Saturday, April 01, 2006
Harry Belafonte's Calypso
So I go the door this morning and there's a stranger there. He asks, "Are you Cedric?" Yes. He hands me a package and says good-bye.
It contains a few books and the CD Harry Belafonte Calypso. He's someone C.I. knows who was coming to my area so C.I. asked him to drop off the items with me. I'd mentioned Harry Belafonte in my post on Thursday (which C.I. was kind enough to note three times at The Common Ills) and I'd called C.I. before posting. While we were on the phone, I'd mentioned two CDs I had of Harry Belafonte's. C.I. had mentioned Calypso and was surprised that I not only didn't have it but I'd also never heard the entire album (one of my albums is a collection and some songs from Calypso appear on it). C.I. recommended it strongly.
I'd forgotten about that until the stranger showed up at my door. I'll note that the last time C.I. passed on a series of books, it never arrived in the mail and that may be why C.I. asked a friend who was traveling to my area to drop off this package.
I haven't even looked at the books. I've just listened to Calypso most of the day. Over and over. It really is a great album. It came out in 1956 and was a million seller back when million sellers were a rare thing. There are eleven tracks and besides "Day-O (Banana Boat Song)," the song most people will probably know, one of my favorites, is "Jamaica Farewell."
While I was listening, I thought about how I wished I had an illustration and, if I did, I'd write a little about the album. Then I remembered that Rebecca enjoyed the album and had been scanning some covers for future posts at Sex and Politics and Screeds and Attitude. So I called her cell but didn't get an answer. I tried Mike's home phone number (she, Fly Boy and Elaine are at Mike's this weekend) and he put her on the phone. She wasn't sure if she had it on her laptop because she has most of her jpegs on her home computer. She said she'd check and call back. She ended up networking with her home computer (don't ask me), I think, and when she called back, she said it was up at her site. So thank you to Rebecca for that.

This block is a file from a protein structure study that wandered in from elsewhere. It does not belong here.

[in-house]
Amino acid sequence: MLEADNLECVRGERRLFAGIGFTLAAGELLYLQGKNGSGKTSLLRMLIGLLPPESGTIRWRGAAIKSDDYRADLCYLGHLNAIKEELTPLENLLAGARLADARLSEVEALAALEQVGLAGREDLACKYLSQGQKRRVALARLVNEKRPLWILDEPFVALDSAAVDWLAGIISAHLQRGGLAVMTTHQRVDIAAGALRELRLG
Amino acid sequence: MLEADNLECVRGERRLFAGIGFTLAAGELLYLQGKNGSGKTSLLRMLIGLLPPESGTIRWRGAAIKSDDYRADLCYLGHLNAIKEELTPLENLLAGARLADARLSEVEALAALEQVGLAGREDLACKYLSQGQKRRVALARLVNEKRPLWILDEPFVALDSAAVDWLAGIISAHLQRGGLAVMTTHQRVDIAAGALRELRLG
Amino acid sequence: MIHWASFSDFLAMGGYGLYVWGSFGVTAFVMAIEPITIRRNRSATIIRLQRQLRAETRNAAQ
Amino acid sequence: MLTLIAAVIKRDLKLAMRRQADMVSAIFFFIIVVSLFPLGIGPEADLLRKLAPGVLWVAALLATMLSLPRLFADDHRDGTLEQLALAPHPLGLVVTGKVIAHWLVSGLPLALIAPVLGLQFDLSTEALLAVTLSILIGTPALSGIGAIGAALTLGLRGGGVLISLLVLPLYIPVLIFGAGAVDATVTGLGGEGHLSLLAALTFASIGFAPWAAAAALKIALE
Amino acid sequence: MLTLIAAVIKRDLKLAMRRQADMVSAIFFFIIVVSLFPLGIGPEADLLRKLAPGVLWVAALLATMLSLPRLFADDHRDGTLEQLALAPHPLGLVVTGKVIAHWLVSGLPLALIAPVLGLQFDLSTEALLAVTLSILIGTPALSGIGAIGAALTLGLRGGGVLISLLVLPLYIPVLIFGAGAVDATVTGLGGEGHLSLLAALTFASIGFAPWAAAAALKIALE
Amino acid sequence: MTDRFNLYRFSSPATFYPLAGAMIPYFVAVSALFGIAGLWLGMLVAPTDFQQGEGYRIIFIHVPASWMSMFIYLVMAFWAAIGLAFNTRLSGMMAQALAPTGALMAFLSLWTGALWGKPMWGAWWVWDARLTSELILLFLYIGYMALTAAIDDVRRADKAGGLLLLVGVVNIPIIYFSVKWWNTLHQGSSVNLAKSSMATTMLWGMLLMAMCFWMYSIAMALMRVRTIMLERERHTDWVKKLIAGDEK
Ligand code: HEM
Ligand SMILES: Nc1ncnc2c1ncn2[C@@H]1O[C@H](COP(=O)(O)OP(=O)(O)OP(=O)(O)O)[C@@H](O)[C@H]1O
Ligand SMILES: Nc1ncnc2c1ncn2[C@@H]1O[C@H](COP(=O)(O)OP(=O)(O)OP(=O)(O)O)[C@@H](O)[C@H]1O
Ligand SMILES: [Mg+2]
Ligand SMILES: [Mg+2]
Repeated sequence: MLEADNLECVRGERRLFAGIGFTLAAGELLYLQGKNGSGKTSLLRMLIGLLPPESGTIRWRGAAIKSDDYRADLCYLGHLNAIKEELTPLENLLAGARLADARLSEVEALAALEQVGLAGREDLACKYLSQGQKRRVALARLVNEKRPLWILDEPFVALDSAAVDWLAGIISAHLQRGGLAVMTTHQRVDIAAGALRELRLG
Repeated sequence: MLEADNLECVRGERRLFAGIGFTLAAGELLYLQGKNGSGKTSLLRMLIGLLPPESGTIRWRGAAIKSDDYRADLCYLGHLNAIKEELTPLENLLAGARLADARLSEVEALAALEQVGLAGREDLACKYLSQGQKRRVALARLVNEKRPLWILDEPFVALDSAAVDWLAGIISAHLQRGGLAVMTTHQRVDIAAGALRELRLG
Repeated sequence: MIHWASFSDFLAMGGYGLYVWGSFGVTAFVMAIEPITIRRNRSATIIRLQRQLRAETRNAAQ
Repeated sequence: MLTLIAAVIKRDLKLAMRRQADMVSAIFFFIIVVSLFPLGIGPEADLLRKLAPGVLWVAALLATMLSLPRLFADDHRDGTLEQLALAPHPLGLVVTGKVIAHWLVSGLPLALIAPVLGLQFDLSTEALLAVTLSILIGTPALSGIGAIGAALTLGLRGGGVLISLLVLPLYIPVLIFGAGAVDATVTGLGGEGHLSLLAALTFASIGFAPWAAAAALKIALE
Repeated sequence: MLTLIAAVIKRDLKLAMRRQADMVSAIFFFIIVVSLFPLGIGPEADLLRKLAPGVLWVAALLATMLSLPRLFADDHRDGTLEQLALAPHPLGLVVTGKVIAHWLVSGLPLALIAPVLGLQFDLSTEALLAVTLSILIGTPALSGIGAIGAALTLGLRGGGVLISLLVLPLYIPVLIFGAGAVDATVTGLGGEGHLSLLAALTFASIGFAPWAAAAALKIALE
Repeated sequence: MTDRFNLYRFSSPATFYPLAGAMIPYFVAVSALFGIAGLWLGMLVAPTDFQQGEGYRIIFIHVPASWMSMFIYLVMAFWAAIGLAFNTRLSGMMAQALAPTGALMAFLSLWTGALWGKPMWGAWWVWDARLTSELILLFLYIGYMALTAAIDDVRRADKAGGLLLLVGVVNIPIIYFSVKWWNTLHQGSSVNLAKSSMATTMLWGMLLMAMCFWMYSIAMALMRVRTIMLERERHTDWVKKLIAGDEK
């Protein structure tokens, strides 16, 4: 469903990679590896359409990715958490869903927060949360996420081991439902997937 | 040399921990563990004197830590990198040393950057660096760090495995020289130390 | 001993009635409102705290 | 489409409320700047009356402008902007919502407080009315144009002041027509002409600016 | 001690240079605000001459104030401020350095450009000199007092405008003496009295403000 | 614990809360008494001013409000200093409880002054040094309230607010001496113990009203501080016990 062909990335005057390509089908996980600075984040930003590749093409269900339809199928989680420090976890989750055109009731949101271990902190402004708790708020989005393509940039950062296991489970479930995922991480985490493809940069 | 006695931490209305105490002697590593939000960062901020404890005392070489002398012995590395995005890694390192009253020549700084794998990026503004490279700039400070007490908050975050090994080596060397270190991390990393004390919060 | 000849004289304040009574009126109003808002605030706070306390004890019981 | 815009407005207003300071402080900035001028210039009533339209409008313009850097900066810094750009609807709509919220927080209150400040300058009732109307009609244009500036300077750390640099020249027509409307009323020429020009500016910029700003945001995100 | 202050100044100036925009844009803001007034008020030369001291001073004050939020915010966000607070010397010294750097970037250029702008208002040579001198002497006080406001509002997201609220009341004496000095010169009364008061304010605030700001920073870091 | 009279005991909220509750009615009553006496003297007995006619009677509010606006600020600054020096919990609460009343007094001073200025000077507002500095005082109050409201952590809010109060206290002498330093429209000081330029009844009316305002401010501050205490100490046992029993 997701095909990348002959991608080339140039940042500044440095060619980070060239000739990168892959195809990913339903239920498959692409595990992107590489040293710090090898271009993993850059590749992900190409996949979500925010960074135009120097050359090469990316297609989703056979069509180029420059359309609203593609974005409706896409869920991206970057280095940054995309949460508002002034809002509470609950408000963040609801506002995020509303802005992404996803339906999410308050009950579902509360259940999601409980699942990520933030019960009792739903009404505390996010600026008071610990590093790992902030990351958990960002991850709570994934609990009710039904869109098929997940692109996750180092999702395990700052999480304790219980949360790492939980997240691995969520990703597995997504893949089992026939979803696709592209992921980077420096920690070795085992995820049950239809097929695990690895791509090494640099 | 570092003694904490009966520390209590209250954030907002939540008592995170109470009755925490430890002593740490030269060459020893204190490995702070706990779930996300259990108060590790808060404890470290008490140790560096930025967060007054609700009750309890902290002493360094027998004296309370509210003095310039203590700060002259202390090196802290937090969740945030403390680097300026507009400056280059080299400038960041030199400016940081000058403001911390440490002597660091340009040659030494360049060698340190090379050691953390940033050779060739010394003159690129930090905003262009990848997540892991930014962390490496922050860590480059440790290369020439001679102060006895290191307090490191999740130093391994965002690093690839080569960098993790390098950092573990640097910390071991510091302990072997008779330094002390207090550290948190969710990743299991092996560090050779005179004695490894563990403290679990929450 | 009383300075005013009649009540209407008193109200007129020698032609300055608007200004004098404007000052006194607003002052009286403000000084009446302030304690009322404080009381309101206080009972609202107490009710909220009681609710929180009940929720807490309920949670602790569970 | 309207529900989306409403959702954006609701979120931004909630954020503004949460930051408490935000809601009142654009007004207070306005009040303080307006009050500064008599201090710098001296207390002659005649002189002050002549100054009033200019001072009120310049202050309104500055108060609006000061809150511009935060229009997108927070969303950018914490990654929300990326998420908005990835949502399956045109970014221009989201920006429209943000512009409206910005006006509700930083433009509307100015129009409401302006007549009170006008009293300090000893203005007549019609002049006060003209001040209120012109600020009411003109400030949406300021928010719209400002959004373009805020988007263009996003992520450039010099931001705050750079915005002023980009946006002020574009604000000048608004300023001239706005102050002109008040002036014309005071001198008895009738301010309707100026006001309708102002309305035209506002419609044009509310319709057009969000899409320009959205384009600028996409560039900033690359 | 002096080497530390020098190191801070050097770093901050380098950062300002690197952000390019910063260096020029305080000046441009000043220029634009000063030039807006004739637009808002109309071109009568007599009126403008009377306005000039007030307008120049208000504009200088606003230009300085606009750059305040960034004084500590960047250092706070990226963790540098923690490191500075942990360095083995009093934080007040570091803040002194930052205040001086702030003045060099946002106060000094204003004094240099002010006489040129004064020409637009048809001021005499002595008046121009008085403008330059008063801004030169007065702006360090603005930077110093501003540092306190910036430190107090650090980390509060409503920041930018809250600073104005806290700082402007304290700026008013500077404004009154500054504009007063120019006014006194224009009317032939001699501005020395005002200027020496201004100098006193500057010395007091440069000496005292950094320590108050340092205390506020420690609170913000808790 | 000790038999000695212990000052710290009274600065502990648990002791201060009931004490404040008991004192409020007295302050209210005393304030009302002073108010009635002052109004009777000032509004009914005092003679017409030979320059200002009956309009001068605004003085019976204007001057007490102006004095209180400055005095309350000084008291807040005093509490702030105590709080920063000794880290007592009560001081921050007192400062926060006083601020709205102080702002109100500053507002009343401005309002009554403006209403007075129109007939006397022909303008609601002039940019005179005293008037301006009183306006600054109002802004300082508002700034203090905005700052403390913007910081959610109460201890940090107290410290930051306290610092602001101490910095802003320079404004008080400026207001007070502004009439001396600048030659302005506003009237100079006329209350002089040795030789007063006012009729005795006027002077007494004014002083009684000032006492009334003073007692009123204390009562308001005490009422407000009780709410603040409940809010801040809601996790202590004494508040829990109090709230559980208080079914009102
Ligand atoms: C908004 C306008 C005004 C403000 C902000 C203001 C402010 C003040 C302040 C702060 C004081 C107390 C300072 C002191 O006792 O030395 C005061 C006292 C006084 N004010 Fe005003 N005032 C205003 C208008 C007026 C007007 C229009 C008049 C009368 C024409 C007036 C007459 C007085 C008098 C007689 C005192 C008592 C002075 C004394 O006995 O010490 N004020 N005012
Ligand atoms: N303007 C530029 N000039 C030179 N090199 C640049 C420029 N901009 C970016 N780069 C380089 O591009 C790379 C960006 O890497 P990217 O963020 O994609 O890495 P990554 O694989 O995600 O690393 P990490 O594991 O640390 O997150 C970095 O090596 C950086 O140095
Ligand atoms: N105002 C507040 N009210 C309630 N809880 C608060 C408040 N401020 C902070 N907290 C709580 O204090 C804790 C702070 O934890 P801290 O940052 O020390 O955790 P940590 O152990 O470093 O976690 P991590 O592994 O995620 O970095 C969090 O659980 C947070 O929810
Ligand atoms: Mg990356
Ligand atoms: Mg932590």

I really enjoy Calypso. Too much so, in fact. I was washing dishes and went into the living room when "Hosanna" came on. I ended up sitting down on the couch and listening. Then, after the last track, I started the CD back up. At some point, I thought we had a light rain and probably ten minutes after that, I realized that I had left the water in the sink on. I had water all over the kitchen floor.
After I cleaned up my mess, I went back to listening to the CD. My cousin stopped by for a few minutes but ended up staying to hear the CD too. This is one of those albums that works as a whole. And you're not grabbing the remote to skip songs.
Another thing I enjoy is the fact that linear notes are reproduced. I wish new CDs would carry those. Sometimes you get a paragraph or two about the album, on a new CD, and maybe a list of thank yous but that's really about all. I have little interest in most of the "bonus" DVDs that CDs are being packaged with these days. I wonder why they don't take the time to provide linear notes but, then again, most of the CDs don't provide much worth writing about.
William Attaway wrote the linear notes, by the way. I didn't know the name but it said he is the "Author of several novels and screenplays. Mr. Attaway is currently writing scripts for television." If you click here you can learn about Attaway who died in 1986 of cancer and co-wrote six of the songs on Calypso. He lived a very interesting life, civil rights advocate, advocate before the civil rights period, even, and a writer of many forms. It notes that:
Attaway was the first black writer to write scripts for TV and films. He wrote Hundred Years of Laughter, an hour long special on black humor that aired in 1964. The hour-long special featured comedians Redd Foxx, Moms Mabley, and Flip Wilson in their first appearance on television.
So that was interesting to learn. I think my favorite song on Calypso is "Brown Skin Girl." If you're like me before this morning and have never heard the CD, you're missing out more than you know (more than I knew).